50 Common nephrotoxins NSAID Diuretics, ACEI, ARB2 especially in volume depleted patient Antibiotics, Aminoglycosides, Vancomycin Amphotericin B Immunosuppressant (ciclosporin, tacroliums) and chemotherapy (Cisplatin) IV contrast

51 Reducing risk perioperatively Three principles: 1- Avoid dehydration 2- Avoid nephrotoxins 3- Review clinical status and renal function those at risk Optimize volume status 1- No patient should go to theatre dehydrated 2- Review daily weight, input and output chart 3- Calculate losses especially those NBM ( use 0.9% N saline and NOT 5% Dextrose)

52 Reducing risk perioperatively Optimize blood sugar control in DM ( use sliding scale Catheterize those with prostate disease Avoid surgery if possible immediately after a contrast procedure Stop nephrotoxic drugs 24-48hrs preoperatively Review the patient EARLY postoperatively

53 Have you.. Have seen the result of K and acted appropriately? Assessed the patient’s volume status and treated pulmonary oedema or corrected hypovolaemia? Taken full history and examined patient head to toe? Excluded palpable bladder? Seen the patient’s regular drugs? And stopped nephro-toxins? Arranged urgent ultrasound(within 24hr)* Performed urine test and send for microscopy and MSU Checked acid-base status and intervened appropriately? Checked for any previous tests of renal function? Checked Hb, Calcium and Phosphate? Send blood for full nephritic and myeloma screen if you are suspecting intrinsic renal failure? * NCEPOD recommendation/ National Confidential Enquiry in to patient outcome and death.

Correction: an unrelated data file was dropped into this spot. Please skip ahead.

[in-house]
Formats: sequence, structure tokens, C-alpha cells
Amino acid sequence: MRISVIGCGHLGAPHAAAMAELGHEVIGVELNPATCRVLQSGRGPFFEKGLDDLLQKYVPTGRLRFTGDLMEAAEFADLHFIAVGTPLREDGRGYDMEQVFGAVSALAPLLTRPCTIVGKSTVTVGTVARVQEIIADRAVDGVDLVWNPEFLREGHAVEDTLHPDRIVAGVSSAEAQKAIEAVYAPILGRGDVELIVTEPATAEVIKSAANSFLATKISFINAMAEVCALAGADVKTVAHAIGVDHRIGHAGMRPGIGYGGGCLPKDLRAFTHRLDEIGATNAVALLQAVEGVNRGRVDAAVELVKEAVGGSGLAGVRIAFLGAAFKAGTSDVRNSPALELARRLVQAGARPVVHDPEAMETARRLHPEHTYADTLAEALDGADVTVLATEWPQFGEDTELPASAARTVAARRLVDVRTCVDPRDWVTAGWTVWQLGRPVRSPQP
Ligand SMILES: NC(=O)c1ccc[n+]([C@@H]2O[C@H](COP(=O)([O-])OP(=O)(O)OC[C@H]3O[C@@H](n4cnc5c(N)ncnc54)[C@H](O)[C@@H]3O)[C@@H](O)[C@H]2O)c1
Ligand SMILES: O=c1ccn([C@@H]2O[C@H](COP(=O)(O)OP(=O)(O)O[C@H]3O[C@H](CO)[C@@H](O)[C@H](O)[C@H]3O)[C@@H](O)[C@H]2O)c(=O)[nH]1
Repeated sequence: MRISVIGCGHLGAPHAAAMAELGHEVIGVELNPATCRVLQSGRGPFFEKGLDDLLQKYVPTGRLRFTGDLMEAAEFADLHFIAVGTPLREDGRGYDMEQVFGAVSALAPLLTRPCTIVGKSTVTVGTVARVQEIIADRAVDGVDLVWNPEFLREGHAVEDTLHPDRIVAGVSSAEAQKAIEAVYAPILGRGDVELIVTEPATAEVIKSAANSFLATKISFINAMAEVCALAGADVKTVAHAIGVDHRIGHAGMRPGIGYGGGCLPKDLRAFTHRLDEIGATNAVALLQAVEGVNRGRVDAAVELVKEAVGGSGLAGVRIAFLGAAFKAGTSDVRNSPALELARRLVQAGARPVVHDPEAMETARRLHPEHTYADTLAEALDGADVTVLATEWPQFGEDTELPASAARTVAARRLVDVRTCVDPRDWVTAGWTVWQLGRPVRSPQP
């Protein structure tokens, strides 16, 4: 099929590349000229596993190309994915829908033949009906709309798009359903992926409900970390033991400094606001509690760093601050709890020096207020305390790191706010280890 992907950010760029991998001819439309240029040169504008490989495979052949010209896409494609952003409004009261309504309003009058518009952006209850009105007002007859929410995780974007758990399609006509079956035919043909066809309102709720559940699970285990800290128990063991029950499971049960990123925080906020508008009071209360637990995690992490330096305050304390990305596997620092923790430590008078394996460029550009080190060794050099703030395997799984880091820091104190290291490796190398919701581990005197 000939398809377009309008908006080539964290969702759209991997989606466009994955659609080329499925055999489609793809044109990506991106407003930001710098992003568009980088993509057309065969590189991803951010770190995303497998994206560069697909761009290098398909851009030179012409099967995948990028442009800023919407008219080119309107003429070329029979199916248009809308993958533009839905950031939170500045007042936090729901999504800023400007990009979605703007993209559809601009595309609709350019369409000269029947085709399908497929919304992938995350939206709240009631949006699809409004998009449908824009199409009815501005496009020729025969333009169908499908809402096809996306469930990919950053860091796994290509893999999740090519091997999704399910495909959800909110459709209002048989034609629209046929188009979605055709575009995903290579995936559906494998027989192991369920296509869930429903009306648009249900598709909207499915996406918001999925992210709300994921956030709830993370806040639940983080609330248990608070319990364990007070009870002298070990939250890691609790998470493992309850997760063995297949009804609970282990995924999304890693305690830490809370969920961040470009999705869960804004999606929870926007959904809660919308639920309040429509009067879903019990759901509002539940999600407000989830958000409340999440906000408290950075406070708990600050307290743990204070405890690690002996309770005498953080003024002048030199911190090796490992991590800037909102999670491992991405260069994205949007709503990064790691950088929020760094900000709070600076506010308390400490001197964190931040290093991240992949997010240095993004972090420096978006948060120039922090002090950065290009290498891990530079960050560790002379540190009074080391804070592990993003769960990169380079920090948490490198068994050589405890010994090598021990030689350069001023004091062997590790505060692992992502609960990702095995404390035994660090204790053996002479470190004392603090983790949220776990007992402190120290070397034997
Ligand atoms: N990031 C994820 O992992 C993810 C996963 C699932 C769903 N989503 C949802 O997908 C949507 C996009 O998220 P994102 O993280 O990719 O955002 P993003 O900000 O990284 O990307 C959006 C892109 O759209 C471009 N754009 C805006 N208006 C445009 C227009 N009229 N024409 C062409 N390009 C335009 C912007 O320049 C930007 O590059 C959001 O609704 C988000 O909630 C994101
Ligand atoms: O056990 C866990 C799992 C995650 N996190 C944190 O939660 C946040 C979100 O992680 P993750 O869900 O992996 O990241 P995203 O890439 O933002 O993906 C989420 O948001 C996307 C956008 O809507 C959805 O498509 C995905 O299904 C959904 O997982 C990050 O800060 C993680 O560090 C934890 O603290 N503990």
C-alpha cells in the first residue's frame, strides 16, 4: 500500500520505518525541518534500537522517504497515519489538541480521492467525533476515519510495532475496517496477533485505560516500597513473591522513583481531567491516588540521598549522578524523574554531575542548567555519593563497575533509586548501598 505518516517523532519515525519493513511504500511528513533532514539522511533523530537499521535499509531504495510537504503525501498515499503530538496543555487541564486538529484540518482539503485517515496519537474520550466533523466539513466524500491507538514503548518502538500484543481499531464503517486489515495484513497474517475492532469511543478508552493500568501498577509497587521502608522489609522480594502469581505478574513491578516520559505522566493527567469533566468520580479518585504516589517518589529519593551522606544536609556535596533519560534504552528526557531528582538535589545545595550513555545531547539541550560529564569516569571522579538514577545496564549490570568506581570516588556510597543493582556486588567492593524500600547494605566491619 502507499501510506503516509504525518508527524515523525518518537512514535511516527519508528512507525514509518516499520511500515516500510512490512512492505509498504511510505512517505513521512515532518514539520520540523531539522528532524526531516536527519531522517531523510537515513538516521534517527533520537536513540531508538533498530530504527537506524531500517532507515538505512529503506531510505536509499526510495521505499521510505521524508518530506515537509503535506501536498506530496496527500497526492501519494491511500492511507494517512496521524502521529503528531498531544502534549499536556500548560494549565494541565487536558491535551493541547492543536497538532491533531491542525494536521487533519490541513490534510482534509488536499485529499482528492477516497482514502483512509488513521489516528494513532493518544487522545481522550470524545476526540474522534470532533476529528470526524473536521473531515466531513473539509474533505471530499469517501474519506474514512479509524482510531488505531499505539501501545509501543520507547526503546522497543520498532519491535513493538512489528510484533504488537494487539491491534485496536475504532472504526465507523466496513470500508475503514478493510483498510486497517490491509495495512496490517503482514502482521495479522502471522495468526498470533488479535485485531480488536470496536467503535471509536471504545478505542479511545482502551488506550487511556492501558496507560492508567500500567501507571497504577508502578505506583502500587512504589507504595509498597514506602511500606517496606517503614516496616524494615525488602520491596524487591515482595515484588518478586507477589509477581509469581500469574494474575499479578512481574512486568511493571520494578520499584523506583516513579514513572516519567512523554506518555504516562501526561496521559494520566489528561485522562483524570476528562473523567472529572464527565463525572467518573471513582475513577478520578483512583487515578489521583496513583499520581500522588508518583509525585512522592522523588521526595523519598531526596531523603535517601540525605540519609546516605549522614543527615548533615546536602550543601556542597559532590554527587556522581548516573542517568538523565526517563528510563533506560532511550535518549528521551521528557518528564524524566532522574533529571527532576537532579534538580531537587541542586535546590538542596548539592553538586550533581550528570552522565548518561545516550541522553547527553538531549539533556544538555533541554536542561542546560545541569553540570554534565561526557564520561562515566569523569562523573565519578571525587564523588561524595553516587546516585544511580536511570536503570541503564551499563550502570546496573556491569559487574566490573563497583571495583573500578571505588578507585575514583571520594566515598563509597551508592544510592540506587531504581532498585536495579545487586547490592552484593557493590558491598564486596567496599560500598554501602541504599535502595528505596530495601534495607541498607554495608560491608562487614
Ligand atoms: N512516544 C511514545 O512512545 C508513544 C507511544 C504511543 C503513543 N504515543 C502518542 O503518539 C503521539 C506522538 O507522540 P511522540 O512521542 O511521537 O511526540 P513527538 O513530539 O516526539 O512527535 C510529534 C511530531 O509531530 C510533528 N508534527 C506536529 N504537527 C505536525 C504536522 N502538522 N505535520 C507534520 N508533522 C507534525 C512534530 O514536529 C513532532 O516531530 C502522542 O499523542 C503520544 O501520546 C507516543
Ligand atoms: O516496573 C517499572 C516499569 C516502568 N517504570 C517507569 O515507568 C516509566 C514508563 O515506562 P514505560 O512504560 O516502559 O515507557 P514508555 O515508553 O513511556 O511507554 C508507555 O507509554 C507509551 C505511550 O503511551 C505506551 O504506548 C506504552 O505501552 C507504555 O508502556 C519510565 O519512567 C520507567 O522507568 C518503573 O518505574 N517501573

54 Acute kidney injury Pre renal - ↓ Effective circulatory volume: 1- Haemorrhage 2- Volume depletion 3- Low cardiac output 4- Sepsis 5- CCF 6- Cirrhosis - Arterial stenosis/Occlusion - Vasomotor: 1- NSAID 2- ACEI/ ARBs Intrinsic Vascular: 1- vasculitis 2- Thrombotic microangiopathies 3- hypertensive emergencies Acute GN ( Glomerluo- nephritis) Acute TIN (tubulo-intestitial nephritis) ATN (acute tubular necrosis) IschaemicNephrotoxic Endogenous 1- Haemoglobinuria 2- Myoglobinuria 3- Myoglobin casts 4- Intratubular crystals Exogenous 1- Nephrotoxic drugs 2- Radiocontrast Post renal Obstruction 1- Bladder out-let obstruction 2- Bilateral ureteral obstruction

55 Summary 3 categories of AKI Simple clinical assessment will define which Be aware of life threatening complications and emergency treatment Recognise those at risk